YCC Liebherr LTM 1400 Mobile Crane Luffing Fly Jib by Cranes Etc TV

YCC Liebherr LTM 1400 Mobile Crane Luffing Fly Jib by Cranes Etc TV


In this accessory review we look at YCC’s luffing fly jib for the Liebherr LTM 1400 mobile crane. The crane has been reviewed previously
and just like the crane this kit comes with a very good manual and it starts
off with some original specification data from the real luffing fly jib. The second half of the manual deals with
the kit itself and there are some good photos of what can be assembled. There’s an illustrated parts list for
the main parts, and it is very good that all of the separate
configuration options are detailed. That includes the luffing fly jib and it also
includes the various fixed jib possibilities. Opening up the trays and the great thing
is there’s no tape to cut because by removing the plastic formers at each end, you can just unlock the trays and lift the top off, and as you can see inside all of the
parts are carefully wrapped in soft paper. This gives a real high quality feel to the
presentation of the kit. In addition to the main parts there are
plenty of small parts and they come in individually labelled bags. Well the parts of the kit do make very good
transport loads but let’s get on and assemble the first of our jibs. This one is just a short fixed jib and the
various parts fit together well, and a nice inclusion with this kit is
this tool which makes it easy to line up the connection holes, and also to
clean out the paint from the inside. Once the parts are ready to be joined you
use these tiny plastic bolts and they are really small but they’re
shaped like the real things so they look realistic. On the flip side they can be a little
bit fiddly to get in and out. However once you do get all of the pins
in, the jib is quite strong so let’s put this short jib on the crane and see how
it looks. For the detail we’ll take a closer look
at some of the parts. The jib sections are nicely cast metal
parts, and they also have internal cross bracing
at one end. The scaling is very good so various
sections can telescope for transport, and the castings are very straight. If we now move on and take a look at the
boom top, and it’s a very nice part. The pendant bars on the model are all metal and nicely
made. All of the pulleys on the whole kit are
metal and they smoothly roll, and there’s also a nice chunky roller at the boom top that rolls as well. Also very nicely made is the pivot point and it’s pretty much
all metal. It is a complex part and it’s all engineered
very well. One particularly nice detail are these
strops and they have working D-shackles at each end. Another very nice part is the luffing bridle
and it includes a single over large sheave. Another very nice but hard to see detail is that there are working rollers at the end of one of the frames. Something else that looks very good is
the realistic mesh walkways on a number of the sections, and another thoughtful aspect of the kit
is that it includes two hooks for use with the jib. Both are metal and detailed, and the single pulley block has got a nice
working safety catch. So we started off with a short fixed jib
so lets look at some other possibilities, and the first one is that the jib can
be cranked to an offset angle. By removing a couple of the small pins then you
can crank over the top of the jib and get some additional flexibility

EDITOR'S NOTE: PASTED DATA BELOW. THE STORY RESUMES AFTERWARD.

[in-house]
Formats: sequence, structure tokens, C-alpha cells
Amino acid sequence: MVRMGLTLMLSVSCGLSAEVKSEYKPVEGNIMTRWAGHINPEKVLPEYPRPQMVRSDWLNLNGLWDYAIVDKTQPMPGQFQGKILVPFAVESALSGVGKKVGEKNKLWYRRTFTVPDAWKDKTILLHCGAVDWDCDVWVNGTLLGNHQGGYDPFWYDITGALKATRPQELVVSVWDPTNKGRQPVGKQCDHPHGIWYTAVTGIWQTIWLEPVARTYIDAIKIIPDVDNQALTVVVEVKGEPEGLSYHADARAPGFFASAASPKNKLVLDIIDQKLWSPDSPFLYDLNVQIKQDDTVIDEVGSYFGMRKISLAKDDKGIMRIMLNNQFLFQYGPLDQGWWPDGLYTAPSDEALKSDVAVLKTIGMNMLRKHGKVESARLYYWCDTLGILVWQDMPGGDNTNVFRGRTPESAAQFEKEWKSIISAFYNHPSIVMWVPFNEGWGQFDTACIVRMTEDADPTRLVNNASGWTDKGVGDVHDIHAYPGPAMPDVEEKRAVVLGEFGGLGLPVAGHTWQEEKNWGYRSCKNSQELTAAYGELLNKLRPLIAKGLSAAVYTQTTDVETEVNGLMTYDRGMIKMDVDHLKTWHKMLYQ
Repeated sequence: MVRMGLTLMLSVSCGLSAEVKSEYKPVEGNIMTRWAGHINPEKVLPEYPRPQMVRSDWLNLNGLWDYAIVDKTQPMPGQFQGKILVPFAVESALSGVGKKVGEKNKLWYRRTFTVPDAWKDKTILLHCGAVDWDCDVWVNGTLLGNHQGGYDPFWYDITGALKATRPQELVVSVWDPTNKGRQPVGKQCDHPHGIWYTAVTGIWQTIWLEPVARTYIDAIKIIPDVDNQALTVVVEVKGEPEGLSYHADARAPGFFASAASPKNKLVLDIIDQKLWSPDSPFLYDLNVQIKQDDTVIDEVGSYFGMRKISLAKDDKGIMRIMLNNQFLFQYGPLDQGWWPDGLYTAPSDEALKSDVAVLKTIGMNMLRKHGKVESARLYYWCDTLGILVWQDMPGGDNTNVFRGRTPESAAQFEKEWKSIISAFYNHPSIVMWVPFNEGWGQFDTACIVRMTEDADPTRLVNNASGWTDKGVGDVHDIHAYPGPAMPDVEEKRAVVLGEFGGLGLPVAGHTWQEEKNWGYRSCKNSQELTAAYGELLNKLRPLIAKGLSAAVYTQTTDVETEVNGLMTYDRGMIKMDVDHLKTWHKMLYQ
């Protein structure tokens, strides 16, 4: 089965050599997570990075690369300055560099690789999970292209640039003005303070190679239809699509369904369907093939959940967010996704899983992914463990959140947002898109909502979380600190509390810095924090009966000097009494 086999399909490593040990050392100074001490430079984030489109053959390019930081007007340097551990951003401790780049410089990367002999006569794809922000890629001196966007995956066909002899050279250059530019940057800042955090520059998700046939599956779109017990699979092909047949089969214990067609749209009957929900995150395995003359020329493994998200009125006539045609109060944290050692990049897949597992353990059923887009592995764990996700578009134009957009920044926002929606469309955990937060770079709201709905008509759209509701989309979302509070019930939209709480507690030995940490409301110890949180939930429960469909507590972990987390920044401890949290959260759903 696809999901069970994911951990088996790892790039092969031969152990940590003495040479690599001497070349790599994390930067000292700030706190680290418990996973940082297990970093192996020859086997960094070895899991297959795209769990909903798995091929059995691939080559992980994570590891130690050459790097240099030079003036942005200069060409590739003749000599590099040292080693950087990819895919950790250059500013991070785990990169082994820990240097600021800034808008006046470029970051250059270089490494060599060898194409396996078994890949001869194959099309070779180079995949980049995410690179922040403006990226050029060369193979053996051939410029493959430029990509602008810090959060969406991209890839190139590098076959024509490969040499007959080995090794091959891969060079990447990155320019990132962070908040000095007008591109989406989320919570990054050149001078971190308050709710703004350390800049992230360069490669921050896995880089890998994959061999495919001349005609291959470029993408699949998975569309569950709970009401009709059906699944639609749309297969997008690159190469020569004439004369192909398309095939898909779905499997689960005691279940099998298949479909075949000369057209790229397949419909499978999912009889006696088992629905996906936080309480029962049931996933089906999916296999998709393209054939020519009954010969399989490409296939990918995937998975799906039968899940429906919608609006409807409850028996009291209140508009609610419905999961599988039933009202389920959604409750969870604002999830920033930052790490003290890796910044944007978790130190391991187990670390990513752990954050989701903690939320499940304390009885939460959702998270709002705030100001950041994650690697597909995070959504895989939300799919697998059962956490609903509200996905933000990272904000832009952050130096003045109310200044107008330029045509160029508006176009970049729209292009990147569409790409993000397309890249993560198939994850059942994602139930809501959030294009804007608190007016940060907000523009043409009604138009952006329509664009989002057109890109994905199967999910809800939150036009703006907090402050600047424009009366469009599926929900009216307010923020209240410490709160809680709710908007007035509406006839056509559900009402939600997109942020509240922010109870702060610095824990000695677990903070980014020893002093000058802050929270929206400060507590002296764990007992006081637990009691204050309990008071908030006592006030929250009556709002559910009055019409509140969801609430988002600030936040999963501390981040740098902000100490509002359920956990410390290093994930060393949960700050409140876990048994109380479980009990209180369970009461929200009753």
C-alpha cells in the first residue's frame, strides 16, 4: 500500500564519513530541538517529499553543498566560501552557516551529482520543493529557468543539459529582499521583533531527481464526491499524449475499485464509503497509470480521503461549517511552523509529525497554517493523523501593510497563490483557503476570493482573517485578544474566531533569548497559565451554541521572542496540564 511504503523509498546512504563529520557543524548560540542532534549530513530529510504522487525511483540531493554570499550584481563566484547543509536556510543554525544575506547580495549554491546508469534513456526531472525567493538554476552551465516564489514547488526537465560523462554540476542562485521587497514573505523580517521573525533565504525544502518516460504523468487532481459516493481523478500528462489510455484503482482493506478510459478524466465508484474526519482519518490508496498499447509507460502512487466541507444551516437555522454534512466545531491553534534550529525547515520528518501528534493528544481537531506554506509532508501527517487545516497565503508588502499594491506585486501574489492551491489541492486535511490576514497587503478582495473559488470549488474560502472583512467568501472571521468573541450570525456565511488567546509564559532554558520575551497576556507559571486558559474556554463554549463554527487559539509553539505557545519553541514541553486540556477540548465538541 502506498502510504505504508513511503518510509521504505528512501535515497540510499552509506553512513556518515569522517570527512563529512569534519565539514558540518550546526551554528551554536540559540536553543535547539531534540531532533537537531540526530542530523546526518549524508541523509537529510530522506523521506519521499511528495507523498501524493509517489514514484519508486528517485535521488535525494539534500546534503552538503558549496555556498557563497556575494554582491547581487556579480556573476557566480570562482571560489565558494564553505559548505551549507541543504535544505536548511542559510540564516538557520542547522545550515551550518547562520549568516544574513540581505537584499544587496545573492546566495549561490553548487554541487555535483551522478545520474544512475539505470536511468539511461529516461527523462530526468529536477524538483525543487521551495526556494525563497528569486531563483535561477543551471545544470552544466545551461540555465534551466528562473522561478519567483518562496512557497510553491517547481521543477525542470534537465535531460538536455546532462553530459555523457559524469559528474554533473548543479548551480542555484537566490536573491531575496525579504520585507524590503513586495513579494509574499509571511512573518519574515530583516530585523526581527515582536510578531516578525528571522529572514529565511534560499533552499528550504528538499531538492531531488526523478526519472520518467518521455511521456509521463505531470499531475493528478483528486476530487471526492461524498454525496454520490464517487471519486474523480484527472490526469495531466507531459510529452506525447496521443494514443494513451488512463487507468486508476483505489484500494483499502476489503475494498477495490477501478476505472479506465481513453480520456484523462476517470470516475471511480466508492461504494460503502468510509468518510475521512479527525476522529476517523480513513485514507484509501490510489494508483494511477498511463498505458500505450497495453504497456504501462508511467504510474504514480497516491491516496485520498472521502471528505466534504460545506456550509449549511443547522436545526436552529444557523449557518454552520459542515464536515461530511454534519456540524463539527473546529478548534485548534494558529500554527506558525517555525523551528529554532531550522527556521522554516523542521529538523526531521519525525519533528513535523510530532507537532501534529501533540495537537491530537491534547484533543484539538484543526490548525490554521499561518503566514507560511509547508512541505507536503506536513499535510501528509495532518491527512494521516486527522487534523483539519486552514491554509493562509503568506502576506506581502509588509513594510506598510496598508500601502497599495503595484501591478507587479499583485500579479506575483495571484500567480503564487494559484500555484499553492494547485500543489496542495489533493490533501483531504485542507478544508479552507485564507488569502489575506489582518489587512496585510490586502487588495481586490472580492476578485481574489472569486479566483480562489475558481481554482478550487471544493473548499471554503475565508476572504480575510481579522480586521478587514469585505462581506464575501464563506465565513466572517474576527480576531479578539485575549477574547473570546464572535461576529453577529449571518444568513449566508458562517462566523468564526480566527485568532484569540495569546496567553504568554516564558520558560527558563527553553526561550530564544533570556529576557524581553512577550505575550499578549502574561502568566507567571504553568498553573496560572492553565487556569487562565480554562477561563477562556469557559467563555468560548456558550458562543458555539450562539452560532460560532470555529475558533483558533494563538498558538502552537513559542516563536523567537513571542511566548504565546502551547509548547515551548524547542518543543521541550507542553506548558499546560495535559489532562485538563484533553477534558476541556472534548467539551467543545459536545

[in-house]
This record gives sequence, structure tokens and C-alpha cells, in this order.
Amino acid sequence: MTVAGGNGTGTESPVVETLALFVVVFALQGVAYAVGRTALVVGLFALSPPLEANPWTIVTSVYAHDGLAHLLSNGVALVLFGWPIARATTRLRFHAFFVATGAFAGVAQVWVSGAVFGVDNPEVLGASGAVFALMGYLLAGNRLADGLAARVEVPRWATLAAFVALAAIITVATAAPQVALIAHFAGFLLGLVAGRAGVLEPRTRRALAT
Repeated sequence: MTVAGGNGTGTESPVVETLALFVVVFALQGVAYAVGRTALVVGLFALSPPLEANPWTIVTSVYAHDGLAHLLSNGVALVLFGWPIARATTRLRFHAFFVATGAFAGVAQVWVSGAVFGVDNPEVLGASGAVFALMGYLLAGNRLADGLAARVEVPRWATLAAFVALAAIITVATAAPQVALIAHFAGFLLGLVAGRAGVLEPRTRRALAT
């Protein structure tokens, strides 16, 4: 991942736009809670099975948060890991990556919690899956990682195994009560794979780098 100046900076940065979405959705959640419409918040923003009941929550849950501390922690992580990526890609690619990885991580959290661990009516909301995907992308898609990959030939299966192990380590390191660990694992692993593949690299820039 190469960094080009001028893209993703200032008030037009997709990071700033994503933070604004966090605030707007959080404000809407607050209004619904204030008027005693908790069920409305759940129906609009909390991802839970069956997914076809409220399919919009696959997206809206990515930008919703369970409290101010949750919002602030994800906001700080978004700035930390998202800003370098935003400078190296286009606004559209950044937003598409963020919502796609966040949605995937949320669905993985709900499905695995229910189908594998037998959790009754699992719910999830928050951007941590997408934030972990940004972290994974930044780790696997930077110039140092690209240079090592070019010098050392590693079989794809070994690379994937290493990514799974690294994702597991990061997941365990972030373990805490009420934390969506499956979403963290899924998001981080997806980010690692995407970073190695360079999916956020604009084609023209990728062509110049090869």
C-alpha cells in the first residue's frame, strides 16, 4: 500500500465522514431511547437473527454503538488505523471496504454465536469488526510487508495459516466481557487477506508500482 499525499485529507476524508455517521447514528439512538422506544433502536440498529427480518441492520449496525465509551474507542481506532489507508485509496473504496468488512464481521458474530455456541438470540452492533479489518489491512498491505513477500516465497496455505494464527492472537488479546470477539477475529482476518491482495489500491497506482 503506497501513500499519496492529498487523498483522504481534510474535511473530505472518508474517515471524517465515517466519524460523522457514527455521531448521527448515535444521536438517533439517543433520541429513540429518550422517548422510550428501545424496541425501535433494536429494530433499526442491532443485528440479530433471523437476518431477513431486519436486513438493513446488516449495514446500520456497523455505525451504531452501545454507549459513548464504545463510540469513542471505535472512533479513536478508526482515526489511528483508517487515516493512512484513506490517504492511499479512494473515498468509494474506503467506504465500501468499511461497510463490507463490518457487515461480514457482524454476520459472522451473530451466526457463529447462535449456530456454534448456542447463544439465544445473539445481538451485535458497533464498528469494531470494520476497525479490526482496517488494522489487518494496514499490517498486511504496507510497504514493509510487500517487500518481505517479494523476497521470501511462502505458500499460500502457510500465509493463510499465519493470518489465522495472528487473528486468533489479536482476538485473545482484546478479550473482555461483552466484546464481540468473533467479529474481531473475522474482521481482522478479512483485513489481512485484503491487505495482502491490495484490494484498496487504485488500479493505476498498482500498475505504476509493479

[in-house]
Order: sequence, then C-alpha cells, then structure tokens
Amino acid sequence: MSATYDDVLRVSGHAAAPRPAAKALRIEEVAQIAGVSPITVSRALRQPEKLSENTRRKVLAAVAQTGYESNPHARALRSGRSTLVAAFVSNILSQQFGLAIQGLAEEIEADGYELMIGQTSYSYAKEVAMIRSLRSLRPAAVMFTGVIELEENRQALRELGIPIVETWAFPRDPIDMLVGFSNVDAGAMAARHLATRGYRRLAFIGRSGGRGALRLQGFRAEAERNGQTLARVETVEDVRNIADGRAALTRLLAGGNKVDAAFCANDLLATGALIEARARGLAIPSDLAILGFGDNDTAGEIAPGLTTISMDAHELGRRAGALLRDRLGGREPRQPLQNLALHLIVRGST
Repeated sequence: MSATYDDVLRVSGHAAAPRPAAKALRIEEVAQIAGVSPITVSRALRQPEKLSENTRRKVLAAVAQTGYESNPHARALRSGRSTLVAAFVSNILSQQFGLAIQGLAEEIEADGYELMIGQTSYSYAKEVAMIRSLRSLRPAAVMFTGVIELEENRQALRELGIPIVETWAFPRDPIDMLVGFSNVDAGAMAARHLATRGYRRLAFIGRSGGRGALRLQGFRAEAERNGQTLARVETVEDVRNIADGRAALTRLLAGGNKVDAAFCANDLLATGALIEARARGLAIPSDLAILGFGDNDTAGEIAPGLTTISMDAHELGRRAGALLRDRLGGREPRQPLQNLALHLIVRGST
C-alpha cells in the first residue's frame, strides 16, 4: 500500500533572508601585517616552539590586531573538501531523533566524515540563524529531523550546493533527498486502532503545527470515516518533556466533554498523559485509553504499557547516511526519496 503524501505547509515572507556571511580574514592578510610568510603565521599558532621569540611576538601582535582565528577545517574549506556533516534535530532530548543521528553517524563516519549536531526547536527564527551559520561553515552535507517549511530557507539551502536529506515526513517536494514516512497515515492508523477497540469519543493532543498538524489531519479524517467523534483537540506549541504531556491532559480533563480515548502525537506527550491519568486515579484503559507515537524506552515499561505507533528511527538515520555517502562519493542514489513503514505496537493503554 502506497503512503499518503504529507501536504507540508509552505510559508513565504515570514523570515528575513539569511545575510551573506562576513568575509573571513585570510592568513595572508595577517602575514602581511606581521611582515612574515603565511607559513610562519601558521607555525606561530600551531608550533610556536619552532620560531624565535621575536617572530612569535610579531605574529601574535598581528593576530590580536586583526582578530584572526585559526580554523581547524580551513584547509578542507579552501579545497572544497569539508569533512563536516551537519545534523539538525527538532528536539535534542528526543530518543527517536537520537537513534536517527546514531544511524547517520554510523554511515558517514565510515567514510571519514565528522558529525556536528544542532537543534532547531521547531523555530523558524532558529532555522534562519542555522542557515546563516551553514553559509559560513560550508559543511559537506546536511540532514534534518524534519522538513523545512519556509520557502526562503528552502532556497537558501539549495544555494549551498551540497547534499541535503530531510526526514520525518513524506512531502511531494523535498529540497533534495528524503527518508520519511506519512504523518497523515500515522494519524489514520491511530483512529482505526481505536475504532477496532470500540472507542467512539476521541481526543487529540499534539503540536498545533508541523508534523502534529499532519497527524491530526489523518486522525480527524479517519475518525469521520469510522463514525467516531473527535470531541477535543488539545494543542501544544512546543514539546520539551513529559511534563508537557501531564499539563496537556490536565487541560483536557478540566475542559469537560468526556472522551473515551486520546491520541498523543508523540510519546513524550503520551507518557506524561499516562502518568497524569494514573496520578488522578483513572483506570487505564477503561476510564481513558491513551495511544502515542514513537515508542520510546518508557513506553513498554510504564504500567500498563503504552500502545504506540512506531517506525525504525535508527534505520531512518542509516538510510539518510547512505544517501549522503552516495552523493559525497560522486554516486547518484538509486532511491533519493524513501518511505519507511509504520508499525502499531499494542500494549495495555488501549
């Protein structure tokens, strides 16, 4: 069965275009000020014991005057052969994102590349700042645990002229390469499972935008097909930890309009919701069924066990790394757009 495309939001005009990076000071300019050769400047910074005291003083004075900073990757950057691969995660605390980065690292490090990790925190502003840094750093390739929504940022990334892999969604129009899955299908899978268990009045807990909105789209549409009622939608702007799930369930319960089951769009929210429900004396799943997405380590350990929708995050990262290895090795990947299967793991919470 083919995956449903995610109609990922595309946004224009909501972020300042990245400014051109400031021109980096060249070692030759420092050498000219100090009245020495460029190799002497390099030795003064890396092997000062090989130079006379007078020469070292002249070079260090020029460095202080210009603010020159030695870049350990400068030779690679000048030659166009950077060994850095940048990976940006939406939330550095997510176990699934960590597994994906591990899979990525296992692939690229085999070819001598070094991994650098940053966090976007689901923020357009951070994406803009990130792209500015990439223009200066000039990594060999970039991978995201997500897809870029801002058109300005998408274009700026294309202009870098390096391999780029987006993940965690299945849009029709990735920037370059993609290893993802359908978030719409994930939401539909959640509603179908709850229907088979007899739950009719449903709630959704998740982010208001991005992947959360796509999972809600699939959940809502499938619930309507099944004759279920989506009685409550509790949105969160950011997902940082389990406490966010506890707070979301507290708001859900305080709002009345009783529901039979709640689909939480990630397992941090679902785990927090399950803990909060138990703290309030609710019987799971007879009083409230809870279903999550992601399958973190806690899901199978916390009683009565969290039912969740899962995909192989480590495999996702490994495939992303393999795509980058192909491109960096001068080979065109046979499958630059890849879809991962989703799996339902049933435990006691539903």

when lifting at height. One thing that sets YCC models apart is
the attention to detail, and on this kit even the locking bars
are modelled and functional so that you can lock the cranked jib in place. A different possibility is to use the Superlift
attachment with the fixed jib and again various different
configuration options are possible. Now we will move on and assemble a
luffing jib. Yes I said luffing jib, not a laughing
jib – this is no joke. Anyway here we have the parts for a scale
35 metre long jib and, as if by magic, we’ve assembled it
together and attached it to the boom head, There is a piece of handrail to add
ad that is a metal part that just presses into place on one of the frames. There needs to be some rope on the luffing
winch, and if you didn’t install that on the base model, another spool is helpfully
provided. To begin with we will just unwind a bit
of thread from the winch. Now reeving up is often a challenge and the best way to do
it here is up in the air so that means tying off the jib so nothing can move
and always keeping weight on the end of the thread. At the bottom there’s also a moving
pulley block and the best way to deal with that is to use plastic putty and
keep it in place. After that is just a matter of following
the reeving diagram in the manual, and this particular reeving operation is
only moderately challenging. Once it’s installed and tied off we can
take away our plastic putty and with the jib set to the angle that
you want you can then reinstall the counterweights. So with that done we have got the crane
rigged with a fairly short 35 metre luffing jib. For longer jibs you need to install an
independent tie to the pendant bars and he is the model now rigged with a
scale 56 metre jib. But this kit is comprehensive so you could
have a scale 84 metre jib, and so fully extended it can be 2.7
metres or nine feet tall! This is another piece of precision
engineered modeling by YCC. Just like the crane model this jib tries to be
realistic and authentic to the real machine and it certainly succeeds
because of its quality and attention to detail. Once again if you want the very
best of model crane engineering, this kit is certainly outstanding.

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